Align Your Values With Others : This is the most important factor to keep in mind while networking. Aligning your values according to others means understanding needs and demands of people and supplying them service tailored for their needs. If you align your values, it is easy to attract attention and fulfill your professional cum personal goals. Aligning your values may also make you a people’s person as a lot of people will start investing time and faith on you. Most businesses are built on these two factors: time and faith. Therefore it makes more sense for women to make sure that they invest time and faith onto people they are looking to connect with. Knowing a little history about them and understanding the culture they come from can be of great help too.

These are some tips to grow your network for your business. However, you can also structure your own niche and find people who have similar interests.

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Sisters, stand up and invest in yourselves at the workplace

Sisters, stand up and invest in yourselves at the workplace!

by Malini Saba

“You are your most precious asset

You are the most precious thing in your world.

You must invest in yourself everyday.

Never cheap out on yourself.

You are worth it!

Everything you are and everything you will be

Is the result of how you use your mind”

– Brian Tracy

When we come across the word ‘investment’ our mind tends to think of our bank balance. For heaven’s sake, don’t limit yourself to such a small part of what investing in yourself means! To invest in yourself means to believe in you, to learn about you, to take the time to step back from routine and love yourself enough to set yourself a challenging yet attainable goal. By giving it your all, you will soon watch yourself perform better in every situation, be it at work or in your personal life. For this, it’s imperative to set aside a few minutes to invest resources into yourself as well as your well-being. I can guarantee you that through this, you will come out a more confident woman who adds value to her organisation, family, friends, and anybody else who may have the fortune of encountering you.

Our personal and professional lives are interconnected with each other more than we think. This is why it’s important to focus on investing in both areas whenever possible. Here are some of the easy ways to invest in yourself both inside and outside of the office.

Set yourself S.M.A.R.T. goals

Take the initiative to set yourself a list of personal and professional goals. If you’re not taking the time to set goals, it’s like driving a car through heavy rain with its wipers turned off. Without clearly-defined goals, you will lack clarity in vision to move forward. And we all know that when in the car, it would result in an accident.

Be sure to set time frames for achieving them. The goals set should be SMART: Significant, Momentous, Achievable, Related and Timely.

Invest in Creativity

Our creativity doesn’t have to diminish as we get older. We can carve out some time to create something new every day. Spend an hour a day to build on a business idea, improve a specific aspect of your work life or your relationships, and over time your creativity will be at its all-time peak.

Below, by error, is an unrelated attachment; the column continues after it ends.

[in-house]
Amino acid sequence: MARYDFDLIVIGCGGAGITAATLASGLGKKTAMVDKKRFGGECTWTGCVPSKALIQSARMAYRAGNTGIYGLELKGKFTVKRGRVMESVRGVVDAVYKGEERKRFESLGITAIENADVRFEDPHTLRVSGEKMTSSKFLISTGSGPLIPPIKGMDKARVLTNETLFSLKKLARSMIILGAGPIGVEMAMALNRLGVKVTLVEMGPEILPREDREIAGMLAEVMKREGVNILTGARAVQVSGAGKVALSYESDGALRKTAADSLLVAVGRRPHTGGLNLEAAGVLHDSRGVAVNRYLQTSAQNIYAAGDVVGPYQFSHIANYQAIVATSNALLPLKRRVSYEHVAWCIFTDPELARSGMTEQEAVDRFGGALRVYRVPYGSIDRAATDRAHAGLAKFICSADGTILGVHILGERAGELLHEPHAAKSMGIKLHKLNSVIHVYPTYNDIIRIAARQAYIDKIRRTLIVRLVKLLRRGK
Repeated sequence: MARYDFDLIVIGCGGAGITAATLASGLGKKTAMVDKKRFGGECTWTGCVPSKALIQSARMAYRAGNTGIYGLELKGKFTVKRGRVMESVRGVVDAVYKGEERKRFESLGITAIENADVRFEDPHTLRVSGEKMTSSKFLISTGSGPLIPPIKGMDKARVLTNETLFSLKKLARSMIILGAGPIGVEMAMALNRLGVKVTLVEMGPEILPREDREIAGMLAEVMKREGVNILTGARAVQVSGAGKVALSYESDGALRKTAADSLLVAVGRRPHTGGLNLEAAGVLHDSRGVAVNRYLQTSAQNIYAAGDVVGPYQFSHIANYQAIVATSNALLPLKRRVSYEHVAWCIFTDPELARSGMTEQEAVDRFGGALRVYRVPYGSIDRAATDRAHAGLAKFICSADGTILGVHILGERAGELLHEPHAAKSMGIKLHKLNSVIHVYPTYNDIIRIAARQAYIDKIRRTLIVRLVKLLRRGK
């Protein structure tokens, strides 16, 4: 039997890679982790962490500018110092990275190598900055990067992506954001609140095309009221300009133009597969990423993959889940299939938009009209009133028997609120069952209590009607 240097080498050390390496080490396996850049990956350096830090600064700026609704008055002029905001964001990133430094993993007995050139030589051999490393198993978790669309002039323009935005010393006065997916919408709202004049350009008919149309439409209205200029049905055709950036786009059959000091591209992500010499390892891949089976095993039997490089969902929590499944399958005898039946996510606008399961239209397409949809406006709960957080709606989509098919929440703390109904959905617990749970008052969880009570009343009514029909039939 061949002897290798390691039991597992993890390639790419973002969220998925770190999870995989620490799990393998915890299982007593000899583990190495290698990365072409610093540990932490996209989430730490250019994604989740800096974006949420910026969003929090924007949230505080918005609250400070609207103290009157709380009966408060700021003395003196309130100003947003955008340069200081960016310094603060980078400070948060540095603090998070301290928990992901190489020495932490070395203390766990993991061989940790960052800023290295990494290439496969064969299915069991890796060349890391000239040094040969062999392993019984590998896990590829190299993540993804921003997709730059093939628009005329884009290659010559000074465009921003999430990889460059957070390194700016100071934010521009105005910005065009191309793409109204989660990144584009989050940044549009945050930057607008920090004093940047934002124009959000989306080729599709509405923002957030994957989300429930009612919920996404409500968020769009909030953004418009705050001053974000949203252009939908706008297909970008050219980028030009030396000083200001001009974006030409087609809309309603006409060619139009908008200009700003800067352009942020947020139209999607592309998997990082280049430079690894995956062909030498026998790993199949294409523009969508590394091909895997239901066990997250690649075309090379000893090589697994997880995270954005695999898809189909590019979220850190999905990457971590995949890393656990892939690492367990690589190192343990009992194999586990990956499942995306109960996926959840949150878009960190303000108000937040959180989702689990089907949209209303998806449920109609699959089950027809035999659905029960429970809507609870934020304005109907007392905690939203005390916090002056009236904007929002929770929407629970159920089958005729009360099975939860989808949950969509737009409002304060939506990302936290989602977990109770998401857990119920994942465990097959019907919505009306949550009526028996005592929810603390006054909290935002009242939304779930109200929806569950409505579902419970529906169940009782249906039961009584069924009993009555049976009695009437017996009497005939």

We usually experience blocks in our creativity when we stagnate and lead sedentary lives- so go out, invest in traveling, try to learn more about your colleagues’ cultures, meet new people and make friends different from yourself. Before a seed can develop it must first break open. It cannot produce a plant until it’s been buried, placed out of sight, and begins to crack. In other words, people who truly want to grow, must re-evaluate their tolerance for ambiguity, for risk, and for experimentation.

Honour your intuition

“I knew what was really going on, but I didn’t say anything.”

“I wanted it so badly but I still walked away.”

Do these statements sound familiar to you?

You can show yourself some self-love by trusting your intuition, and honouring the message that it’s sending you. By paying attention to how you feel about certain things, you can make quicker decisions with healthier consequences. Learn to always trust your intuitions and that will lead to growth in life: personally and professionally.

Invest in building your confidence & knowledge

Somehow, in the professional world, our confidence either diminishes as we make mistakes or grows as we accomplish tasks and get appreciation. Often, the difference in our confidence level comes down to how we react to criticism and seek validation. Confidence equals positive emotions and a sense of secureness, which equals better performance. One needs to habitually invest time and energy into structuring a bulletproof sense of confidence in oneself and one’s abilities. You can invest in yourself at the workplace by taking your personal grooming seriously, celebrating your victories, investing time in acquiring knowledge and then making use of it.

Attend seminars and workshops, read books, listen to podcasts, and watch videos that will expand your knowledge and skills professionally as well as personally. This is what will make you stand out in the crowd

Invest in your health and nurture supportive relationships: